Everyone tries to use Facebook to promote their website. Some people are successful, and other people are not. There is one thing, however, that separates the obvious success stories from the obvious failures, and by reading this very short post, you can save yourself at least a week’s worth of research and planning, if you’re like most people who are just starting out.

Winston the Cocker Spaniel

Winston was prepared for Hurricane Sandy, and he hopes you were too.

The Mistake

Here’s the mistake: you have content on your website, and you want to share it with people on Facebook, so you take the link to your website and you drop it right into Facebook. Then you stop. That’s it. That’s the mistake.

What You Should Be Doing Instead

Here’s what you should be doing instead: each time you post on Facebook your post should actually include two elements: an original piece of visual content that is uploaded directly to Facebook itself and lives on Facebook, as well as a link to your website.

That way, you have one big piece of content that people can interact with without leaving Facebook (by liking, re-sharing, and commenting) and they also have a link that they can click on to visit your website to get to know you better. Ideally, once they click on the link, they should find a piece of richer content that rewards them for visiting your website. If they find the exact same thing on your website that they saw on Facebook, then they are very unlikely to visit your website in the future, and I would advise you to STOP using Facebook to promote your website, or at least don’t include a link to your website in every post.

But Don’t Just Take My Word For It

I wrote this post because I saw a really cool Facebook page that has 21,000+ fans. I found them after they used one of my photos of Winston). When they started the page in October 2011, they posted links on the Fan Page with simple descriptions. All of those initial posts had zero comments.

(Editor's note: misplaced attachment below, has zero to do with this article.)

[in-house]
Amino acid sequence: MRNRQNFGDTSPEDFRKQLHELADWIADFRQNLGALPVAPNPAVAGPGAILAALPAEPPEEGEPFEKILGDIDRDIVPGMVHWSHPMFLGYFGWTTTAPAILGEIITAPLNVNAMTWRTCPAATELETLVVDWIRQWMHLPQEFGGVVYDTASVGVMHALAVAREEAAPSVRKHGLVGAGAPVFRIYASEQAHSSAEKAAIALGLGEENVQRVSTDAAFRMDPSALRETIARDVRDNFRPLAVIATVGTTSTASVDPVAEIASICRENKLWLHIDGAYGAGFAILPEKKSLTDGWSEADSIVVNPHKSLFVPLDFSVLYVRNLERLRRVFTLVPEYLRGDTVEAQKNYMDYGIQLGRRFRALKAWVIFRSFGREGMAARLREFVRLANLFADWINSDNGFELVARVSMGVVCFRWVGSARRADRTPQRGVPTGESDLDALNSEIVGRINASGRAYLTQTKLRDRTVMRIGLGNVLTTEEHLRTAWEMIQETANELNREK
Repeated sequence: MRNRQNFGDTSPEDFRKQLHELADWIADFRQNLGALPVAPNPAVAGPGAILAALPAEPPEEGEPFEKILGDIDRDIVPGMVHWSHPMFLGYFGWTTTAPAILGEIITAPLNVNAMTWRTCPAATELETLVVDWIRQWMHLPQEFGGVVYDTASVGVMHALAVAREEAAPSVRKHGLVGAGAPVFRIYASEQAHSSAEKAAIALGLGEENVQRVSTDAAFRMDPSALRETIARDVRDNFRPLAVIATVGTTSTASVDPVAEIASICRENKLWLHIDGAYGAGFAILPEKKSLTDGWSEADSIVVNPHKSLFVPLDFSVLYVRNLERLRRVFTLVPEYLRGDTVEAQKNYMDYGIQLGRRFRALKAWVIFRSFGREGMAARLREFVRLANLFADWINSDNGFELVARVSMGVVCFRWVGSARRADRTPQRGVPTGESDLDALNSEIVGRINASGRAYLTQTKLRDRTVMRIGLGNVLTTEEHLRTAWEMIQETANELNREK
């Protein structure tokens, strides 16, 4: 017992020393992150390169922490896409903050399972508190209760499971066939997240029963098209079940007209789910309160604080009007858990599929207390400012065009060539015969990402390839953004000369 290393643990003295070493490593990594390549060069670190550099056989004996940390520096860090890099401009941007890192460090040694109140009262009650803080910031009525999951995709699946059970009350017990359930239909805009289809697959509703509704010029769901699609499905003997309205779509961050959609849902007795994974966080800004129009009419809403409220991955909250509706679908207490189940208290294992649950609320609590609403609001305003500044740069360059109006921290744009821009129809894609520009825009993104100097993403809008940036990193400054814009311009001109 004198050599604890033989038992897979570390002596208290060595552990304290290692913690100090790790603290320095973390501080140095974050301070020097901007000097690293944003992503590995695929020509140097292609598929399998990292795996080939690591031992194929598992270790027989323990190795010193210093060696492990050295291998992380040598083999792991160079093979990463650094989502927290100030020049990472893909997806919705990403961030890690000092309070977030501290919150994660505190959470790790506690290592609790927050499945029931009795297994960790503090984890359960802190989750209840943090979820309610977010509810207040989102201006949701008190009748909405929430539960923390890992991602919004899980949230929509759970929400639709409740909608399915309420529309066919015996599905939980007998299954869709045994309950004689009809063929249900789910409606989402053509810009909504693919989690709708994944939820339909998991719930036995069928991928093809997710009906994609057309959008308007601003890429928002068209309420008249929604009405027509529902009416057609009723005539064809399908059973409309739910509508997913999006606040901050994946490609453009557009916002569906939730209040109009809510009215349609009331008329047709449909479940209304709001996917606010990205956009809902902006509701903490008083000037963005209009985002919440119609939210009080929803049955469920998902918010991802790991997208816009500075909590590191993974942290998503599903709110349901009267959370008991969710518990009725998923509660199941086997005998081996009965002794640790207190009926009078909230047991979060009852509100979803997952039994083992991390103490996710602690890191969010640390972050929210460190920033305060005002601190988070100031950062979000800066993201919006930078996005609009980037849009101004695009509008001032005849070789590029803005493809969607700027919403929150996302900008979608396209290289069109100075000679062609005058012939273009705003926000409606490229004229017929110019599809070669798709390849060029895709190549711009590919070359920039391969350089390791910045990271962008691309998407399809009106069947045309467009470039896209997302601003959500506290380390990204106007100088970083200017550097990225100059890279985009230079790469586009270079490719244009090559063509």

Then, at the end of October 2011, someone must have told them to start doing things differently, and they started posting big beautiful photos right on Facebook, and the text of those photos would include a link to their website. The first time they did this, they had 56 likes and 36 re-shares. For the last twelve months, they have never strayed from their posting strategy, and one of their recent posts had almost 500 Likes and 275 re-shares.

Why Do People Resist This?

I have participated in lots of Facebook strategy sessions, and there is usually a lot of agonizing over whether to follow this posting strategy or not. Typically, people resist this method because they want to force people to visit their website in order to interact with their content. They think that if they only give people one option (to visit their website) that that will yield the best outcome, even if it doesn’t translate into the highest possible amount of interactions. But the reality is that that approach yields close to zero interactions, and ultimately everyone abandons it in favor of the two pronged posting strategy.

So save yourself some time, and just start doing it this way from the beginning.